I’m a big fan of a good old fashioned hot water bottle or heat pack and will happily tell you that heat is not only for chronic injuries. Acute injuries that respond best to heat are ones that aren’t considerably swollen, like a back spasm, as heat over a very swollen joint can make the swelling worse. It is hypothesised that heat reduces local nerve irritation, relaxes muscles that are in spasm, and increases blood flow to the injured site to help stimulate healing. In reality it is most likely sending positive messages to the brain that helps calm the pain response. Heat packs should be applied at a mild comfortable warmth for no more than 20 minutes at a time and with rest in between use to allow the skin temperature to return to normal otherwise you risk a heat burn.

The answer to the great debate: Is ice or heat better for my injury?

Here is the kicker - both ice and heat produce only mild pain relieving effects with neither shown to be better than the other. But if you’re deadset keen on putting something on your injuries to help here are my suggested rules to follow:

  • Avoid the use of ice where possible as it may do more harm

  • If the injury is swollen then avoid heat (this does not mean you necessarily require ice)

  • If the injury is very painful, you can apply ice to numb the pain but you can also choose heat to help (if it’s not swollen)

  • Heat generally feels more comfortable than ice on the spine and is appropriate for most back and neck injuries

  • Do not apply ice or heat directly on the skin (go through a light towel)

  • If using ice, only apply it until the skin goes numb and no longer

  • Do not apply ice or heat for more than 20 minutes

  • Wait for the skin to completely return to room temperature before using a heat or ice pain again

  • If in doubt, then don’t use either!

So if the effects of ice and heat are only mild then why even bother? Is there is anything else I can do instead?

Great question and yes.. wait for it.. our new acronym as written up in the British Journal of Sports Medicine (2019) …

P.E.A.C.E & L.O.V.E.


Before the eye rolls start of this new acronym, let me quickly explain it! As John Lennon once sang let’s give peace a chance!

P.E.A.C.E is important in the first few days after a soft tissue injury

  • P is for Protection: Restrict movements that increase pain for 1 - 3 days to minimise bleeding, prevent worsening of torn fibres, and reduce the risk of aggravating the injury. This may involve restricting range of motion or using crutches to take weight off the injury.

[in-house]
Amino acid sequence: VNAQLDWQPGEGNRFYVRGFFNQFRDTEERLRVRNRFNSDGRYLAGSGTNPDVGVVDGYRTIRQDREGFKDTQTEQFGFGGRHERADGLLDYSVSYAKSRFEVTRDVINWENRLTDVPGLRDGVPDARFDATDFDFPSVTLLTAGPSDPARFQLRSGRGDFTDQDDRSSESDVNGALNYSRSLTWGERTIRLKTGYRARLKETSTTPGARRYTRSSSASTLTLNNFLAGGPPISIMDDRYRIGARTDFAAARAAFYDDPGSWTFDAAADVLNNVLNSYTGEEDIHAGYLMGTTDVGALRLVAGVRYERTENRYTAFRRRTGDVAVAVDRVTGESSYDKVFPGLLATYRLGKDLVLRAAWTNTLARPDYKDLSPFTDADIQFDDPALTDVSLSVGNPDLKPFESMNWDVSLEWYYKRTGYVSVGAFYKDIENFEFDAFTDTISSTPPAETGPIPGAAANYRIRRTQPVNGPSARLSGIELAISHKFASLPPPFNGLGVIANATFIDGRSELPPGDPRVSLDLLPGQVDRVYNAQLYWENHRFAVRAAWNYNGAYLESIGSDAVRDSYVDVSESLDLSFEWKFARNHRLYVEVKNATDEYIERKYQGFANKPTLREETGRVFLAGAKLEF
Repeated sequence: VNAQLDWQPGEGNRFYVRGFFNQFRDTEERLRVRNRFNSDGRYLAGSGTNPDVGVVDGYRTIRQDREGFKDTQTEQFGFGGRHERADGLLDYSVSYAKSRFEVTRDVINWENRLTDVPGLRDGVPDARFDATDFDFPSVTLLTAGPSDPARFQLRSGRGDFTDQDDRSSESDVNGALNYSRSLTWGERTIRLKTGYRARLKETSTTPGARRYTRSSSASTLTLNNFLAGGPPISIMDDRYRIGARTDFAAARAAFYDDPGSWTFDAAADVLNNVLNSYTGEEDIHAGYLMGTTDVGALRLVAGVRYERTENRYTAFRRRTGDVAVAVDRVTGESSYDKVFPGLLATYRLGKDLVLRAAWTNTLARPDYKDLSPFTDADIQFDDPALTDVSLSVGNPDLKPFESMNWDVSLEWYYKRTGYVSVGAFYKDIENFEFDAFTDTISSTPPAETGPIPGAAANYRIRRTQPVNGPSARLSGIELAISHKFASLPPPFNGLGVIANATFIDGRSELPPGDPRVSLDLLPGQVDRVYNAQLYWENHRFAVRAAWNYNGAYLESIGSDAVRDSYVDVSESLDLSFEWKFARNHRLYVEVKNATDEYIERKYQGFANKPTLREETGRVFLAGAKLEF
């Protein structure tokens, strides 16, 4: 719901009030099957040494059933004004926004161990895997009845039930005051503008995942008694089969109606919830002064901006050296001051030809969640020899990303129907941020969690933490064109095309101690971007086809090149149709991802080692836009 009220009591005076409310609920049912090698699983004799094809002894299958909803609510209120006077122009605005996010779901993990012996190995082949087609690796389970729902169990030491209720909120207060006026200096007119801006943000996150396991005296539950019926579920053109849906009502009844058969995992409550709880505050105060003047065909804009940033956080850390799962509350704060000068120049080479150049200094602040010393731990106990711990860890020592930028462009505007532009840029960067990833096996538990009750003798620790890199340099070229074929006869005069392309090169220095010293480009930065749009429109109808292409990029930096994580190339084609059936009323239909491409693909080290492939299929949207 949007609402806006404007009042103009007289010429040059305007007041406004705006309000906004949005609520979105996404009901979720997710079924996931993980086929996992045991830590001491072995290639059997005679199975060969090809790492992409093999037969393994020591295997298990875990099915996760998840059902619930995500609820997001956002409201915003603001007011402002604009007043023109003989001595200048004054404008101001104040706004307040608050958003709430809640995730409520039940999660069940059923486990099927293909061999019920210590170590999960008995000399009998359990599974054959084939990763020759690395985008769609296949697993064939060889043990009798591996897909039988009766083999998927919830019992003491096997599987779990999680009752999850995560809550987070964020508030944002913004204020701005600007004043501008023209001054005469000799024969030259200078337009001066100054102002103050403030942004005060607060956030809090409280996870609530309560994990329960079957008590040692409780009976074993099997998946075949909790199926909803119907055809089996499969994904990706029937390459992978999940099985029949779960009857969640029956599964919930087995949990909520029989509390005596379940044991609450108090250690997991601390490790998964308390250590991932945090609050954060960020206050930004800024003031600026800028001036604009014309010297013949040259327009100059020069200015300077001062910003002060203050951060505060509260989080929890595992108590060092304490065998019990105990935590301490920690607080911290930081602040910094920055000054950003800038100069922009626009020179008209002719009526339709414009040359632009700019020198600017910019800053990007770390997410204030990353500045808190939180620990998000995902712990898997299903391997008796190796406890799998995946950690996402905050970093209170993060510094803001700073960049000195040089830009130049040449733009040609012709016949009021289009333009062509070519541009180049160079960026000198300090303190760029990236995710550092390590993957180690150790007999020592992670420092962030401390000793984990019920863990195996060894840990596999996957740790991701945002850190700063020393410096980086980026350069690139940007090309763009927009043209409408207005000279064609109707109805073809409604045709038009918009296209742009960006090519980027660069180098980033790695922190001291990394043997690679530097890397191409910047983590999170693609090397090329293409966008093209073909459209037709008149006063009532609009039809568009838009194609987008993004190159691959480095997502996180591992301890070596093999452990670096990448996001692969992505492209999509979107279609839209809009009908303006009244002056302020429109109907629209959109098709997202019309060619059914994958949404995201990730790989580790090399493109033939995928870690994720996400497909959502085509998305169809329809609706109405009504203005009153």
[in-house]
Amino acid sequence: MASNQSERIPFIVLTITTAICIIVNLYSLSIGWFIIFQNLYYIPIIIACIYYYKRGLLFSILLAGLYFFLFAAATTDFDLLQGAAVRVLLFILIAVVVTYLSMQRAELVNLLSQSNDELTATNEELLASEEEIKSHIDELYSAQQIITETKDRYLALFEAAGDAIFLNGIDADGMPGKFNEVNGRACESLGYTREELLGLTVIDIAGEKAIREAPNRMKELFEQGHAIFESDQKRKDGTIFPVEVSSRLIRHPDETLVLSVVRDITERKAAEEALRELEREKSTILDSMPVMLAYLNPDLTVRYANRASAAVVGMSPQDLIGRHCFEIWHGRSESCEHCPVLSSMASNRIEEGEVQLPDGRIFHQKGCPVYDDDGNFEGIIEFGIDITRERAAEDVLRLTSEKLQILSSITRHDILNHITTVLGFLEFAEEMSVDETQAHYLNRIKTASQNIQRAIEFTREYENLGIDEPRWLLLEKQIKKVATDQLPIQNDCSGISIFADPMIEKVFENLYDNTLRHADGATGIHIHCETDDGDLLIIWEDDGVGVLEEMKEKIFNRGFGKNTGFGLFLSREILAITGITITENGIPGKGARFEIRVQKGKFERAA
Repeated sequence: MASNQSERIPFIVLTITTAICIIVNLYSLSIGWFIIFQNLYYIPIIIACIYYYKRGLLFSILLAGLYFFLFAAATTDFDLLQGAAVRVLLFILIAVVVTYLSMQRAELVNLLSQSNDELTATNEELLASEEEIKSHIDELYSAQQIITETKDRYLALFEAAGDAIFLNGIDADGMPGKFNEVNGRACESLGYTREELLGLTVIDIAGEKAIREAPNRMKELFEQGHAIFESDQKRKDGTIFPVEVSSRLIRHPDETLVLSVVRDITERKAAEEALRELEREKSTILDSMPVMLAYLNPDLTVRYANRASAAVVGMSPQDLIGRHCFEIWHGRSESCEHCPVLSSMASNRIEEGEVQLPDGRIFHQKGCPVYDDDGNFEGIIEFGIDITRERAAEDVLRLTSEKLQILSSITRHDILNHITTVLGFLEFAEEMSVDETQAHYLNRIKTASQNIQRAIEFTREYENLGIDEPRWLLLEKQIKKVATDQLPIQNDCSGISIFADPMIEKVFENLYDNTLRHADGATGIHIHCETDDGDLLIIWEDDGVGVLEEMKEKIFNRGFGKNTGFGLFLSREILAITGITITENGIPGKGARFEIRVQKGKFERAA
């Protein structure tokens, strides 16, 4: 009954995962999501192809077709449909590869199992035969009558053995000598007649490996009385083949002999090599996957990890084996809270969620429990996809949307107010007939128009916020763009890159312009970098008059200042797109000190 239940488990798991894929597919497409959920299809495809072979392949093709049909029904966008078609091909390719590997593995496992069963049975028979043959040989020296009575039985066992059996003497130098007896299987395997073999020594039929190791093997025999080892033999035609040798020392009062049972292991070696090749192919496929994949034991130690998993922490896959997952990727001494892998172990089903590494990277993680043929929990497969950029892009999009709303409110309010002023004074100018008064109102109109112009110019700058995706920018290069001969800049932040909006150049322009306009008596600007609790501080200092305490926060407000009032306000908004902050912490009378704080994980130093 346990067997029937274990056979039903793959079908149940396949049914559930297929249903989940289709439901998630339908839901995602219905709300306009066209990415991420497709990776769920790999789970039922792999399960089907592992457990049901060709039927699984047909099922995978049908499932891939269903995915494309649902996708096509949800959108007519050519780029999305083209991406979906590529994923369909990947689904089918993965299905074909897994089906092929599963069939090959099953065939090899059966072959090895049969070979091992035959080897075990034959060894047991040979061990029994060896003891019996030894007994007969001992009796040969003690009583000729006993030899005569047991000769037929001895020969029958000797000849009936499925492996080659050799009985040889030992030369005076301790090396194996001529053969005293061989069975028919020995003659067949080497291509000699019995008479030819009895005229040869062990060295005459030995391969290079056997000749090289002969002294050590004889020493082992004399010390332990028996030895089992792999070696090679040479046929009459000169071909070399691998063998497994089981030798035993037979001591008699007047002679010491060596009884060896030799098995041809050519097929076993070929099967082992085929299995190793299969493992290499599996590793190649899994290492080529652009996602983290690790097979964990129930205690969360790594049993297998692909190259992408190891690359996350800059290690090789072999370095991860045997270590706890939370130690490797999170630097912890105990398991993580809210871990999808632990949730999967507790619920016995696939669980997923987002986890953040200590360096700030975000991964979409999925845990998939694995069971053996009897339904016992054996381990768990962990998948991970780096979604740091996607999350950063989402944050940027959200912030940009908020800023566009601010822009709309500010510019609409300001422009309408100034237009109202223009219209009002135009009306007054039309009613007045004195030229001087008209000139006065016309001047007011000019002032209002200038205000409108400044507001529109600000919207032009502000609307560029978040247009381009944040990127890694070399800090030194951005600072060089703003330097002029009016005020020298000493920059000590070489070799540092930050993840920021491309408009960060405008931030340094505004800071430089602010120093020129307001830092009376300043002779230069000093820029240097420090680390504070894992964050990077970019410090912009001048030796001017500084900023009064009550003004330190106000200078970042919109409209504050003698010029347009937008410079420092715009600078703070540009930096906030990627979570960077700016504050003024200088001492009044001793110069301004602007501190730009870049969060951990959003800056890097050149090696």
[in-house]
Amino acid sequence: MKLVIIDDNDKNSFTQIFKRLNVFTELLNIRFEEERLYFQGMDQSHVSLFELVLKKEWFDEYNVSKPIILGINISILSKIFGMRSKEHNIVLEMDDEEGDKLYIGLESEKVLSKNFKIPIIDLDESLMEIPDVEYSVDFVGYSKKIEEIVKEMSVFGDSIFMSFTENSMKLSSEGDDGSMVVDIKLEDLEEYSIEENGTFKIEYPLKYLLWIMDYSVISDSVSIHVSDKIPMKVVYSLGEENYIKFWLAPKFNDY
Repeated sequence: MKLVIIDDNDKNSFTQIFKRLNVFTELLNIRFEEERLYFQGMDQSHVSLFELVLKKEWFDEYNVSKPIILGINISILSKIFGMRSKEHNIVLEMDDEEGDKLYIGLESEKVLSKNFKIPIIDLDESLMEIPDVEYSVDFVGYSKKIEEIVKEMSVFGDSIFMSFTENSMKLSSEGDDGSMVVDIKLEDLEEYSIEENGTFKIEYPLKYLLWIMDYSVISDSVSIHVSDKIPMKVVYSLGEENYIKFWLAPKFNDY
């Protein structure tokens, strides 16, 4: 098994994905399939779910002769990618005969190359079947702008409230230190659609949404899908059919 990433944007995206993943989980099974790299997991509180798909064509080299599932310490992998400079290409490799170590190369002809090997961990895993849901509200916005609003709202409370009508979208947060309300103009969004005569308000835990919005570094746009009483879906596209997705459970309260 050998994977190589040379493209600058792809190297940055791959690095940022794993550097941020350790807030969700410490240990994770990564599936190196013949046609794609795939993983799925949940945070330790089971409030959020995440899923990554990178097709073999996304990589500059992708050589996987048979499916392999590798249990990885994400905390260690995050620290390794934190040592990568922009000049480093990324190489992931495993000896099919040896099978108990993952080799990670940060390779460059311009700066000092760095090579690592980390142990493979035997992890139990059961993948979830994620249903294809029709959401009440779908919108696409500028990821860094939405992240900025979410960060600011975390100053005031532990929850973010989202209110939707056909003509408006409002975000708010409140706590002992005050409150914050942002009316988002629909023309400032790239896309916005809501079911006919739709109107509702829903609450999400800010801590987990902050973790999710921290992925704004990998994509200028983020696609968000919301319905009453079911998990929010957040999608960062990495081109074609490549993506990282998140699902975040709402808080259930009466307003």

• E is for Elevation: Raise the limb higher than the heart to promote the removal of swelling out of the area. This has low evidence but is recommended due to it’s low risk to benefit ratio.

  • A is for Avoid (Anti-inflammatories & Ice): Certain medications and we now know ice inhibit inflammation and are not recommended as they can impair tissue healing. So yes we have gone from previous acronyms encouraging the use of ice to now the newest one encouraging us to avoid it!

  • C is for Compression: Use elastic bandage or taping to reduce swelling and limit/prevent further bleeding.

  • E is for Educate: See your therapist asap for education on the benefits of an active approach to recovery.

After the first few days, a soft tissue injury requires L.O.V.E. As the Beatles sang… all you need is love!

  • L is for Load: Add mechanical stress and a gradual return to activities as soon as possible. Optimal loading without exacerbating pain promotes repair and remodelling.

  • O is for Optimism: Catastrophising, depression and fear can represent barriers to recovery. Your physiotherapist should encourage optimism whilst remaining realistic about the injury healing timeframes.

  • V is for Vascularisation: Start pain free cardiovascular activity within a few days of the injury to increase blood flow and healing in the injured area.

  • E is for Exercise: Strong evidence supports the exercise for the treatment of injuries and for reducing the risk of re-injury.

I know that the new acronym may seem like a mouthful, but out with the old and in with the new. It’s time to show your injuries some ‘peace & love’.

If you have any questions or comments, feel free to drop them below.


Got an injury??


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Otherwise until our next blog, train safe!

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Reference: Dubois, B., & Esculier, J. (2019). Soft-tissue injuries simply need PEACE and LOVE. British Journal of Sports Medicine. doi: 10.1136/bjsports-2019-101253